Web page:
You’ve published a book—or you will soon—and you know that you’ll need to get it to readers. But how? That basic question is what we’re going to clue you in on. The very concept of book distribution confounds a lot of first-time publishers, so we’re hoping to make it all clear here.
Want to design a workbook? Who uses those any more?
Lots of folks, actually. Even though there are apps for practically everything these days, children still enjoy workbooks for mazes or drawing or learning practically anything. Adults can use them for recording their latest bird find or geocaching location, or for word or number puzzles, for instance. A coloring book can be considered a workbook, too.
We’ll help you design a workbook that will work well for your audience.
Why, you might ask, is the coauthor of a book about InDesign reviewing a direct competitor, Affinity Publisher?
Because it’s new and I wanted to check it out.
And because it’s so much more affordable than Adobe’s Creative Cloud: $600 a year for the Adobe suite vs. a one-time total of $150 for the full line of Serif’s products: Publisher, Photo, and Designer (all at half price until May 20). We both bought the Affinity software for desktop, and I must say that for the most part, we love it.
The Affinity Publisher app is for desktop use on PCs and Macs. Photo and Designer can also now be used on iPads, so check back on Publisher to see when the iPad version becomes available.
You can save a lot of time using InDesign keyboard shortcuts. Many users find that they work faster on their keyboard than with their mouse or trackpad. Does that sound like you? Read on to learn how to use this very handy function for applying styles in InDesign. [Read more…]
The path to a high quality self-published book is strewn with expenses. Annoying, maybe, but necessary. So, how much does it cost to self-publish? We’ve discussed most of the cost issues in the past, but here I’m pulling them all together so you won’t stumble on any surprises as you make your way.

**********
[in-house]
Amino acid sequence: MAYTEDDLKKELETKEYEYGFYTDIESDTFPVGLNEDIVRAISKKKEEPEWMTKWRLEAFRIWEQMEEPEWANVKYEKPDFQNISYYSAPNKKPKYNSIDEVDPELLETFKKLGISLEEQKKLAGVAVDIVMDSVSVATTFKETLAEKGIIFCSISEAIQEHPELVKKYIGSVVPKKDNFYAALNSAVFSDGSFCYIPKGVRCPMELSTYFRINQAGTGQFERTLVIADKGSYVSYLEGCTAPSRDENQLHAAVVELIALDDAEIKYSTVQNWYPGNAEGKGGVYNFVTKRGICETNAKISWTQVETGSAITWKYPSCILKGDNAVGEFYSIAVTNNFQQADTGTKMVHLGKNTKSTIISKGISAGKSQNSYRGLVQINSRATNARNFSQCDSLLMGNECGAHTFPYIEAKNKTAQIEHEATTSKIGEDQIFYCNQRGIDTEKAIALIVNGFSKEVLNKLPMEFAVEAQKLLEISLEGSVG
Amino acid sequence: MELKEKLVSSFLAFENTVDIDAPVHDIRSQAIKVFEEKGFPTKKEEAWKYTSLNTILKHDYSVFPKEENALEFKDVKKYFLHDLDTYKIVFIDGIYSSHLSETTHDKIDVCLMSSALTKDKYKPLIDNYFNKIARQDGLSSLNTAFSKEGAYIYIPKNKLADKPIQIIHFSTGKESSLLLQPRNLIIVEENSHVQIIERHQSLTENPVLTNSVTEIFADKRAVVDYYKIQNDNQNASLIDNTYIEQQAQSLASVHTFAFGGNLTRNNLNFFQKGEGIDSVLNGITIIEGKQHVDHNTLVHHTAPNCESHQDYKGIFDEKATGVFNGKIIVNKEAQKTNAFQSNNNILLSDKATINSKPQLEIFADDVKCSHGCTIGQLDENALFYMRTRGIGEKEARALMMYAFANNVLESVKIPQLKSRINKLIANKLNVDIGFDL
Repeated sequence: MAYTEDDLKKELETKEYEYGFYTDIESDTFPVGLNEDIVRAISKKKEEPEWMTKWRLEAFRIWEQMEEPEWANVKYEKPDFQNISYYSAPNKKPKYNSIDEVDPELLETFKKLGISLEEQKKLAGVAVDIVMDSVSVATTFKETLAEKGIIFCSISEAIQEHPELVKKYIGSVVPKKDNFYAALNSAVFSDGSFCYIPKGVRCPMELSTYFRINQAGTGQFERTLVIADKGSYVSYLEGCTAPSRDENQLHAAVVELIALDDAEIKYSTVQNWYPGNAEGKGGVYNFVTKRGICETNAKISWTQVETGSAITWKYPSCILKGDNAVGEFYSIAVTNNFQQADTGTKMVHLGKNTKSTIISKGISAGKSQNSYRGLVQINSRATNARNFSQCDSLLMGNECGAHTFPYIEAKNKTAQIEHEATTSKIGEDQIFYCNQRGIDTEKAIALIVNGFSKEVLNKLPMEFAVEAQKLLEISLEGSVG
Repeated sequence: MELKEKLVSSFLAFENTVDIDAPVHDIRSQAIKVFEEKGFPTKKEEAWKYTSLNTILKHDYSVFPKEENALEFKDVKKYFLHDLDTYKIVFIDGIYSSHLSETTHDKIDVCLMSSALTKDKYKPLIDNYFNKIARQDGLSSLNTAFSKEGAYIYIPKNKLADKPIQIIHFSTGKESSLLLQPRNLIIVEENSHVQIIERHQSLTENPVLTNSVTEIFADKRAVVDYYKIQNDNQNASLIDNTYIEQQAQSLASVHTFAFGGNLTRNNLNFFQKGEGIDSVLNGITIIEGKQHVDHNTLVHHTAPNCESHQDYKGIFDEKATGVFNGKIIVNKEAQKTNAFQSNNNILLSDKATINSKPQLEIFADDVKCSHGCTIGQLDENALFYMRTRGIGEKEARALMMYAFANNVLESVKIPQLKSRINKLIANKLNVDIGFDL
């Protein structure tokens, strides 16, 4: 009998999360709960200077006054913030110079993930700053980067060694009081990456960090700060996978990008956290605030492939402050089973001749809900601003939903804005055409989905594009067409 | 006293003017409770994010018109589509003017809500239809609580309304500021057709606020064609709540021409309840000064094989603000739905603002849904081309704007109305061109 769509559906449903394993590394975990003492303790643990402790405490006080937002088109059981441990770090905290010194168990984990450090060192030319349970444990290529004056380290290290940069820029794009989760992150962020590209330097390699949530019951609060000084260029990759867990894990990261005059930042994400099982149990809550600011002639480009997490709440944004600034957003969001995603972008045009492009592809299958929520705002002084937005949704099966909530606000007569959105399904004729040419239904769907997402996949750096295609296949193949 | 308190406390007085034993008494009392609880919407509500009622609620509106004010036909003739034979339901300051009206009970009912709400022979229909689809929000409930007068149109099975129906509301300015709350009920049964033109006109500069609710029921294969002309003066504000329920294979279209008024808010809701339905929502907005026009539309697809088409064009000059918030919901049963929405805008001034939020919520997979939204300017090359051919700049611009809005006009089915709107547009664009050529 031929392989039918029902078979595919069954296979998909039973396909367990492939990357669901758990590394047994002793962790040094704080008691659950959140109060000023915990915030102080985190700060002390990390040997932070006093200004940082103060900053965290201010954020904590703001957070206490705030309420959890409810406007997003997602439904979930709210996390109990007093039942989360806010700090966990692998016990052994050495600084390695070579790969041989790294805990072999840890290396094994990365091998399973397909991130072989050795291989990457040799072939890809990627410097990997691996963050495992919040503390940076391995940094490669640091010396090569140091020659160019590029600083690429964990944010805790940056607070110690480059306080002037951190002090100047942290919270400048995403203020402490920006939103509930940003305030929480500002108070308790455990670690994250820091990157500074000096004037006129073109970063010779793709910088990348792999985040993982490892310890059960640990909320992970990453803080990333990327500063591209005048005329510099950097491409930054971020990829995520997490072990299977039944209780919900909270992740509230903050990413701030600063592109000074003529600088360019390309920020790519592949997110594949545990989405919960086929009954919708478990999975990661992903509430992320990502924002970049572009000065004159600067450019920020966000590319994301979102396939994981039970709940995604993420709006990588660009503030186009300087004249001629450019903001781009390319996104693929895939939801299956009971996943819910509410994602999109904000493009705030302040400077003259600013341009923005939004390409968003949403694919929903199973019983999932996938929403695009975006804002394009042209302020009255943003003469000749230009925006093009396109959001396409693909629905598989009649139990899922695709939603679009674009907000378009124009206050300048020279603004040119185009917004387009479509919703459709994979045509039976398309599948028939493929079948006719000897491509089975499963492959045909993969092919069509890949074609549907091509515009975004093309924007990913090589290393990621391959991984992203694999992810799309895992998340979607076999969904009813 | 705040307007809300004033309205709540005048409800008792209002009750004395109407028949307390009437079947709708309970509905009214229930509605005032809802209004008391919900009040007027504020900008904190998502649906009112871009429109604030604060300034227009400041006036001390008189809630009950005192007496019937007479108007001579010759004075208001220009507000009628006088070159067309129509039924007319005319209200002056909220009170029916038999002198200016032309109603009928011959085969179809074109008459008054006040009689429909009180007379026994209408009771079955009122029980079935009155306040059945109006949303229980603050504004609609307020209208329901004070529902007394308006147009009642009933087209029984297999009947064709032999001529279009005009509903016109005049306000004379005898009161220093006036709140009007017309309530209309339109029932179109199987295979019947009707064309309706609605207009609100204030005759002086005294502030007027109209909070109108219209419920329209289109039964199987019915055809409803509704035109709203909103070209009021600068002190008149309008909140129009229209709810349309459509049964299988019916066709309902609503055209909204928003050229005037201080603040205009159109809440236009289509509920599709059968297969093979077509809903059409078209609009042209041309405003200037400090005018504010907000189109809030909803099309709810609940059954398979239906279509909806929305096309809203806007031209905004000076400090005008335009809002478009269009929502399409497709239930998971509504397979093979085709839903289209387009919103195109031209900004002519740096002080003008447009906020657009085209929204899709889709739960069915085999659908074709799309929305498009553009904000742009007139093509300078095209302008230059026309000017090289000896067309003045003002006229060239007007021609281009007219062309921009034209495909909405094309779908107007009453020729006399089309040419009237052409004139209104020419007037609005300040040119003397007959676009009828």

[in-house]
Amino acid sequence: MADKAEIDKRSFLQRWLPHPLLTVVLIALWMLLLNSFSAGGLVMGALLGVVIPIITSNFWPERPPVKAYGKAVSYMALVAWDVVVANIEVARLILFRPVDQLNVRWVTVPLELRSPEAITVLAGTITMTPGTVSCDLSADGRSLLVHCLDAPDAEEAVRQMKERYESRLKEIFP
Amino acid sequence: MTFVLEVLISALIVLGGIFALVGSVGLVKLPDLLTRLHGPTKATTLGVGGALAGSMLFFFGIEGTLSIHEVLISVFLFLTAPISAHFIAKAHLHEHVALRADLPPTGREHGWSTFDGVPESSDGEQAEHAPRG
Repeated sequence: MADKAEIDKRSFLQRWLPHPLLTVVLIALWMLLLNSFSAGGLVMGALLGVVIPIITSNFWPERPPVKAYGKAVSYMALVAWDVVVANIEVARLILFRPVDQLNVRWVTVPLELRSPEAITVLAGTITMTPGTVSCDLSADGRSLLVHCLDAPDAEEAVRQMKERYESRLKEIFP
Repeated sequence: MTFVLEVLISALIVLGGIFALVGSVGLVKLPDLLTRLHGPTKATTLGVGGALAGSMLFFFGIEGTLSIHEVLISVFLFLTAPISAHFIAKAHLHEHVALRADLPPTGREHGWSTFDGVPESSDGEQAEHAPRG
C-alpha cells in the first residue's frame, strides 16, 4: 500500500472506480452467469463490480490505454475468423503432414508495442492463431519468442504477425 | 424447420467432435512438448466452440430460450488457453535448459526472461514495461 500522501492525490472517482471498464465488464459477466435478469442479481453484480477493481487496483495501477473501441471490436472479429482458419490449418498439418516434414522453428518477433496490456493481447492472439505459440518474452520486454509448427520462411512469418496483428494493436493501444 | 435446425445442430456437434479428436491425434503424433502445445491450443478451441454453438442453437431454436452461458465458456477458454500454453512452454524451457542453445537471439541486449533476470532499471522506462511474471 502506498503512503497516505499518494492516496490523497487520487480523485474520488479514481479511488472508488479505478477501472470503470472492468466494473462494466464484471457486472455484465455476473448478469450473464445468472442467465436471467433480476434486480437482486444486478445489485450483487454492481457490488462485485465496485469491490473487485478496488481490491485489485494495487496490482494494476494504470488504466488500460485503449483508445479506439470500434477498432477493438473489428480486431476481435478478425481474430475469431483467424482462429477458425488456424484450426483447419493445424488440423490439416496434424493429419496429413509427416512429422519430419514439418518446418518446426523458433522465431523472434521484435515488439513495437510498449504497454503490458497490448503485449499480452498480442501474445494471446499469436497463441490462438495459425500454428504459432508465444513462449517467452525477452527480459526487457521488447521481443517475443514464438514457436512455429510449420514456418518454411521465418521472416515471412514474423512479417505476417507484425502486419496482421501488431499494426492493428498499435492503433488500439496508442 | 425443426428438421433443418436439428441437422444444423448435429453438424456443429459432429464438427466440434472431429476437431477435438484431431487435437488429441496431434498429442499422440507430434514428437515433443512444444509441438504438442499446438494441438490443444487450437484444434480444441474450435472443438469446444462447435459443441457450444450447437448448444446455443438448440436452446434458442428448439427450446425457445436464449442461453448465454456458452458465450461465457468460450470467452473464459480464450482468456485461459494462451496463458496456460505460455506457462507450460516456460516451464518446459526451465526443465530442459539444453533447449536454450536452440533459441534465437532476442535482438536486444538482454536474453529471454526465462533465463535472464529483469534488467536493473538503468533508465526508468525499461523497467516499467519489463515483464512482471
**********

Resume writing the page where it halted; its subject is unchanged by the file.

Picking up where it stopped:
Please don’t let anyone persuade you that you can produce a printed book that is up to publishing industry standards—and also market it—for free, because that’s simply not true.
Coffee table books. Are they a blast from the past? No, actually, folks are still publishing them, and you can, too. Do you have an idea for a coffee table book of poetry and photography? About a specific artist or a place you love? About your local history, or something completely different? With good planning and design, your book could become very successful. [Read more…]
Every book has front matter elements. A title page and a copyright page are absolutely essential. But many manuscripts have arrived at our desks with a jumble of other pages that are misnamed, out of order, or sometimes simply puzzling. So I’m going to straighten this out for all you indie authors and publishers, because a professional-looking front matter is the best beginning for any book. [Read more…]
I used to think that a copyright page didn’t really need cataloging-in-publication (CIP) data in order to be complete. But I was wrong.
But wait—what is CIP data? It’s the block of information on a book’s copyright page that resembles a library catalog entry, like the one shown here. If the Library of Congress created it, it’s called CIP data. If a private cataloging service created it, it’s called PCIP (Publisher’s CIP) data. Since they look basically the same on the page, I’ll simply refer to both as CIP data for our purposes. [Read more…]
What the heck is a text variable, anyway? It’s copy that you can add anywhere in your document—but it varies depending on the context. For instance, you could set up your document to automatically insert the current date in a header. Or if you need to send readers to the last page, a text variable will automatically update the page number reference if you add or delete pages later.
Now think how useful text variables could be as navigational tools (i.e., running heads) in a nonfiction book. They can make the current chapter number and chapter title appear—presto!—on verso pages and the most recent internal heading appear on recto pages. And that’s exactly what I’m going to demonstrate in this article. Adobe’s official user guide instructions on the topic of text variables are a bit sketchy, so I’ve developed a detailed lesson for you. [Read more…]
Do you use a layout grid? A few months ago, I saw a survey on Twitter for designers. The one multiple choice question went something like this:
- I always use a layout grid.
- I sometimes use a layout grid.
- What’s a layout grid?
I had to laugh, but then I began thinking that some of our readers could benefit from learning about this topic. [Read more…]